After three months of increasing trial disruptions, the number of disrupted trials began to fall between June and July. Most disruption was caused by the suspension of enrollment, followed by slow enrollment, and delayed initiation, says GlobalData, a data and analytics company.
Brooke Wilson, Associate Director, Trials Intelligence at GlobalData, comments, “Although the total number of disrupted trials is decreasing overall, of trials that listed disruption as suspension of enrollment, slow enrollment or delayed initiation as their reason for disruption, only those affected by suspended enrollment have reduced (by 17.3%) compared to last month. Meanwhile, trials with delayed initiation have risen by 10% and trials that have been impacted by slow enrollment have gone up by 13.9%. This suggests that trials that had already initiated enrollment before the pandemic, with chosen sites and investigators, but then suspended due to COVID-19, are having more success picking up where they left off as long as enrollment wasn't impacted.”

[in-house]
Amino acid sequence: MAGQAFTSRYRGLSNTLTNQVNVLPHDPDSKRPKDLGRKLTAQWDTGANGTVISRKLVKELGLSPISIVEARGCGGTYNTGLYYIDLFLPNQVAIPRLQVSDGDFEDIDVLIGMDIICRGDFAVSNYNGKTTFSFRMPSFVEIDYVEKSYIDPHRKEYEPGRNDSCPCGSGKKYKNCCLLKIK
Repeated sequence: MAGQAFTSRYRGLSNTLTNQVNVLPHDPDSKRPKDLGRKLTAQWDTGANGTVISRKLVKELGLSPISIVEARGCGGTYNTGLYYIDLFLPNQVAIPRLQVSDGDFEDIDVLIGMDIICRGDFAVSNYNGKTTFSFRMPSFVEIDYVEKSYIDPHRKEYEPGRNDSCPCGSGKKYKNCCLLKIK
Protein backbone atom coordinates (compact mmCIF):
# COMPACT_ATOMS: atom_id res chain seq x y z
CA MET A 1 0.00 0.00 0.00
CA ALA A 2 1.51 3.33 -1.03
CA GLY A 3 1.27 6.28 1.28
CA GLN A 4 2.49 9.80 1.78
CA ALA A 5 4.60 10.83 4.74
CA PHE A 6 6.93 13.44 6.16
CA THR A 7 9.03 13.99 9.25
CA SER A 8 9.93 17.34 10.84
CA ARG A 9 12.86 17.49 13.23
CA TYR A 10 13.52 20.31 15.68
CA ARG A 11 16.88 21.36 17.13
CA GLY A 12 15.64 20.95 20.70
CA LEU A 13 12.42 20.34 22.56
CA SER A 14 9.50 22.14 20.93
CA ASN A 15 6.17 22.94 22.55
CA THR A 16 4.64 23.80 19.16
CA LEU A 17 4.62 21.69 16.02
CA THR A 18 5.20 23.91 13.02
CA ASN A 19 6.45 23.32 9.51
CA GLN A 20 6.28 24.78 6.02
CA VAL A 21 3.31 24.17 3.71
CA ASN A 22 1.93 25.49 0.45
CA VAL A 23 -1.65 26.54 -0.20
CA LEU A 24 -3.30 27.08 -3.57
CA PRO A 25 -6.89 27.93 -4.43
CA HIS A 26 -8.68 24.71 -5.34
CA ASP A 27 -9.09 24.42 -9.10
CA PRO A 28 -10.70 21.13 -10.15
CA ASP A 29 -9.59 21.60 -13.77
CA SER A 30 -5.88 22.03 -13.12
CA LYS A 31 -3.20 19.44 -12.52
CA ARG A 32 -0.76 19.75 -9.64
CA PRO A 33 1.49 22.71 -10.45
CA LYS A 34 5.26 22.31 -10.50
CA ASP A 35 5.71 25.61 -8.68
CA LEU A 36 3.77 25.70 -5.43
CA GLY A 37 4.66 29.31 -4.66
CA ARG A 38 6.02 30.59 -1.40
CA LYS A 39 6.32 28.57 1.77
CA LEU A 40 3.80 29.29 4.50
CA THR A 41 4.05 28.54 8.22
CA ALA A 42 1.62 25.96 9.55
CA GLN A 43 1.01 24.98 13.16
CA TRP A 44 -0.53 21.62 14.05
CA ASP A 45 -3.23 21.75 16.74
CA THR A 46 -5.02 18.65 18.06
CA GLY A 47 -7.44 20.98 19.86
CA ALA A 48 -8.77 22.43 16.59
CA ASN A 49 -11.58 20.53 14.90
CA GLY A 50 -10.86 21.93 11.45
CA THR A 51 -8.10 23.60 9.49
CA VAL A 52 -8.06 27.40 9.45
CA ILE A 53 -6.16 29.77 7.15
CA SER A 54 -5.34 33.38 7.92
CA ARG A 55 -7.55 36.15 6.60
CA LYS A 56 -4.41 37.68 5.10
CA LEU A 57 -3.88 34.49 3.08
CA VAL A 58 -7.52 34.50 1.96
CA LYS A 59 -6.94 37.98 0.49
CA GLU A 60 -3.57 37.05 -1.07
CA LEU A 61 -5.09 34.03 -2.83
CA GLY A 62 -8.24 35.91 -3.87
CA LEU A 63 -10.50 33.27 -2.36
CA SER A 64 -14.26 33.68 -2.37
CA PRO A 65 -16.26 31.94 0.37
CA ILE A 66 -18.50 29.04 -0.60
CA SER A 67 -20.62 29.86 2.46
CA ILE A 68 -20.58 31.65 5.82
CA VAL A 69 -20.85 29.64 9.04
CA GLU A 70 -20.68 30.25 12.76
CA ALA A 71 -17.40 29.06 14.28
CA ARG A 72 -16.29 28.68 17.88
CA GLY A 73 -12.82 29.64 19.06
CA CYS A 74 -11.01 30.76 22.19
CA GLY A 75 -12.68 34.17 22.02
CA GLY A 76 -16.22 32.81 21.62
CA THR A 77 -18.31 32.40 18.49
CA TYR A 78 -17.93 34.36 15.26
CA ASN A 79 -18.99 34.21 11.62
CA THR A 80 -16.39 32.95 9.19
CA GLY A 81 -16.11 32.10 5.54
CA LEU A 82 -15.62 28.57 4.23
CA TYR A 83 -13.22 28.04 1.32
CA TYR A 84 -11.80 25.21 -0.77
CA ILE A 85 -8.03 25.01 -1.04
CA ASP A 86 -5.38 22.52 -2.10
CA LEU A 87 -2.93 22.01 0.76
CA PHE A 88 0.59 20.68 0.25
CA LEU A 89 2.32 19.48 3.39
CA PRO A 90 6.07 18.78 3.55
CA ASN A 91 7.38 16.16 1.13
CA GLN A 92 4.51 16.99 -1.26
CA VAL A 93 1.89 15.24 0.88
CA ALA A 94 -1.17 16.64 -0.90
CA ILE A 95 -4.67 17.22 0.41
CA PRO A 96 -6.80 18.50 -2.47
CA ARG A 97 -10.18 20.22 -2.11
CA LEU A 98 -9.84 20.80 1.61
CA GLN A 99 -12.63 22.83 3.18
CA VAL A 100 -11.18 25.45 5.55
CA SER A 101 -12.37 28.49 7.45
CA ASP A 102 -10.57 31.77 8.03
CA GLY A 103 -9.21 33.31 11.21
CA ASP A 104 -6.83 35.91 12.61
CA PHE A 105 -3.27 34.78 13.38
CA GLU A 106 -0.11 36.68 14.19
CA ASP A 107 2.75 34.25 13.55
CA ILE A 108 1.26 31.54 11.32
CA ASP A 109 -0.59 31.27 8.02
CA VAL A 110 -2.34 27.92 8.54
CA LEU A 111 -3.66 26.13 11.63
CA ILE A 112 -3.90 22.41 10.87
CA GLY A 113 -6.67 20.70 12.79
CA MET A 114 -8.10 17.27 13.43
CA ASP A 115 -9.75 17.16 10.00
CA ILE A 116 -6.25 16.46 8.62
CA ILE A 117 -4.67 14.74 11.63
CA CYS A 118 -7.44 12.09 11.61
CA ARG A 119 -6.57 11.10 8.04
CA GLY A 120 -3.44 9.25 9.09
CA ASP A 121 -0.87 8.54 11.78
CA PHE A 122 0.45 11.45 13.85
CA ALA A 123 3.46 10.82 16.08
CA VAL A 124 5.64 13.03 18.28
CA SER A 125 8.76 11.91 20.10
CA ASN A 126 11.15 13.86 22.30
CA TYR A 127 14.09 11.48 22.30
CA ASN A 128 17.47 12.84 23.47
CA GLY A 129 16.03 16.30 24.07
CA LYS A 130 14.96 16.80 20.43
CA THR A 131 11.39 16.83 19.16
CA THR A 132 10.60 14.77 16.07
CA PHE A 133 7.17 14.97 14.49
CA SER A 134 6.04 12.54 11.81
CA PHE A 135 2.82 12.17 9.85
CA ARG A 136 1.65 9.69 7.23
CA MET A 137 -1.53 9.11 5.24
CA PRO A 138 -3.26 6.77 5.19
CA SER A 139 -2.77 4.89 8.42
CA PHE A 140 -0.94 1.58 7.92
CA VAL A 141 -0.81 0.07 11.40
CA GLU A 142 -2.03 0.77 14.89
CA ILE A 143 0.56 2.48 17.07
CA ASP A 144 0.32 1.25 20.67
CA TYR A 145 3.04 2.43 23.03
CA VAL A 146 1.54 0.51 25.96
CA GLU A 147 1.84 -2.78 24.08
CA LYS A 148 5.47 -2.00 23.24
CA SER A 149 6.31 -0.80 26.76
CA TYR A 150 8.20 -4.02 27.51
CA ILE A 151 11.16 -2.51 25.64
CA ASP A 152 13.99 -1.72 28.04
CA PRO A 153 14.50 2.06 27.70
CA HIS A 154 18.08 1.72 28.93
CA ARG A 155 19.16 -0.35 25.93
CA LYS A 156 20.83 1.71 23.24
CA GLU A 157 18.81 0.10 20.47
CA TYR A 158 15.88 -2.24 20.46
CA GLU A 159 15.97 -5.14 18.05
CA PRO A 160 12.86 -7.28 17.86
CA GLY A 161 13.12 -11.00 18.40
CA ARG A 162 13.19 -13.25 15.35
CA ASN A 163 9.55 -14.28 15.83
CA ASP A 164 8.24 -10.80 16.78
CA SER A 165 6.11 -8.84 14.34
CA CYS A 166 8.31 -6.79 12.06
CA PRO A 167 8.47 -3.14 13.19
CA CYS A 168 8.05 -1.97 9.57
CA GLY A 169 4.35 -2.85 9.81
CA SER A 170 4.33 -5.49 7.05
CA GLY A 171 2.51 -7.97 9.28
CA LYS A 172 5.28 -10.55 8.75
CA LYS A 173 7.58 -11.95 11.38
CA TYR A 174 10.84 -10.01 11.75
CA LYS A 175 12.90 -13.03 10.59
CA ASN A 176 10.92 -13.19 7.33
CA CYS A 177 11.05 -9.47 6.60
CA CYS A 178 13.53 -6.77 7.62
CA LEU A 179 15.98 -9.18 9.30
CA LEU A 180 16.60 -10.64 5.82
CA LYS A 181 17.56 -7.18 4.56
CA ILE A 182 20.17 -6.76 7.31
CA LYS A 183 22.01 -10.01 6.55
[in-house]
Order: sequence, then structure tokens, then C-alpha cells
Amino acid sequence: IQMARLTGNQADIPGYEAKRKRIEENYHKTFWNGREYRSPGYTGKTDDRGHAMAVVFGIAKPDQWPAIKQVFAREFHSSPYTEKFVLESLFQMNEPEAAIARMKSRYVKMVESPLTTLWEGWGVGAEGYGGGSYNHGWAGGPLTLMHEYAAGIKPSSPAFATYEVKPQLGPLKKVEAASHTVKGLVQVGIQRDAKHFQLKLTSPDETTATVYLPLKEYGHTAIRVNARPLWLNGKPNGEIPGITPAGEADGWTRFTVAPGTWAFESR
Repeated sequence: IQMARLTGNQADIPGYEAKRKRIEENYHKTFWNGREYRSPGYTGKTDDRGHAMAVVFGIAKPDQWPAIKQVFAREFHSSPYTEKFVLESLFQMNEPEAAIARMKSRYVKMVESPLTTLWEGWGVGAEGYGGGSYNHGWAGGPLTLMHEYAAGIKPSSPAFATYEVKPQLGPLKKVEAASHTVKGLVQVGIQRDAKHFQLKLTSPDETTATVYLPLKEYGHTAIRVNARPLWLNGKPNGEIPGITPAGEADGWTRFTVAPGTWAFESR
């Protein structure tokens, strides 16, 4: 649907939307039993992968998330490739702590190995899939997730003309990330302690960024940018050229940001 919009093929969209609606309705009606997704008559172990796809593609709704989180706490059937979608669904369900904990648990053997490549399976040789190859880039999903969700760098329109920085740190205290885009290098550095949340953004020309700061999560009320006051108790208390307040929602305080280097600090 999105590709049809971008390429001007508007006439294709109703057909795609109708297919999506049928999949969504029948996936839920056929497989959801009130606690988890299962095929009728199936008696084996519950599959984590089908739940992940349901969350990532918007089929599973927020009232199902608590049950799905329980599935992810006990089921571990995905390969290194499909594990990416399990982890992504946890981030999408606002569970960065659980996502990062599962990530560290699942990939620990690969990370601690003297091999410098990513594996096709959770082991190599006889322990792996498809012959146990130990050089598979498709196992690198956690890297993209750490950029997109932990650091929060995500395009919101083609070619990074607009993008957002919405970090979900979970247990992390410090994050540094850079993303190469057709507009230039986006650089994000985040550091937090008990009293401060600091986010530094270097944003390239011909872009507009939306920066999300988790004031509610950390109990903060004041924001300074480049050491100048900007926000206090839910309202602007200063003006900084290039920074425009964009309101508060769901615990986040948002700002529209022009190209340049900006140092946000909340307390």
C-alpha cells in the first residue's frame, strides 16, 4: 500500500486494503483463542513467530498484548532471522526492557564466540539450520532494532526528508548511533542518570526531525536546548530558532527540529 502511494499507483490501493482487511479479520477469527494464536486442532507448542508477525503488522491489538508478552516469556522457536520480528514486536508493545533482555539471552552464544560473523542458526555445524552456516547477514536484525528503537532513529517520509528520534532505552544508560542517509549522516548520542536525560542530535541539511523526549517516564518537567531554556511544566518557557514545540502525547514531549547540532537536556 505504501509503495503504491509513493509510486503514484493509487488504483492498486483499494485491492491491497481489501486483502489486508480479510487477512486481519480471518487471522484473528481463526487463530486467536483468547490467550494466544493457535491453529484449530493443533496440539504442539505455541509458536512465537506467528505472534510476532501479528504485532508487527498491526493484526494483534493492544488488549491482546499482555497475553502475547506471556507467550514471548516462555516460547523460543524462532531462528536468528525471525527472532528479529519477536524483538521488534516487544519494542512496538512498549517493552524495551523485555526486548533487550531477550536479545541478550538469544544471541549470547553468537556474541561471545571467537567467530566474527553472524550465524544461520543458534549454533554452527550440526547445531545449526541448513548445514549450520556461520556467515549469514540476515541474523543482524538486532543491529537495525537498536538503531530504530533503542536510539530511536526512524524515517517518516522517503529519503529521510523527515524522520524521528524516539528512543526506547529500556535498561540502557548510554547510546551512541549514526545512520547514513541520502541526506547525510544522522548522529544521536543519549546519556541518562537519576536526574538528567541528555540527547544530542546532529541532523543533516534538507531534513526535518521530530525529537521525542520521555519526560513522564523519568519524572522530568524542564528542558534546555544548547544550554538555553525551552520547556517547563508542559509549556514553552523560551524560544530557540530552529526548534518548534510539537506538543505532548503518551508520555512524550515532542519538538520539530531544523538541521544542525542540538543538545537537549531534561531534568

Within the category of trials affected by slow enrollment, one-tenth are specifically due to the availability of sites and investigators. The reasons for this include that trial site hospitals are overwhelmed with COVID-19 patients, repurposed investigators, deprioritized non-COVID-19 trials, and high-risk subjects unwilling to enroll due to a greater chance of contracting COVID-19
Wilson continues: “Importantly, the total number of disrupted trials is falling and the number of clinical trials that have resumed has almost doubled since last month. This implies that sponsors and contract service providers have begun to adjust clinical trial design strategies and are adapting to the new post-COVID-19 environment.”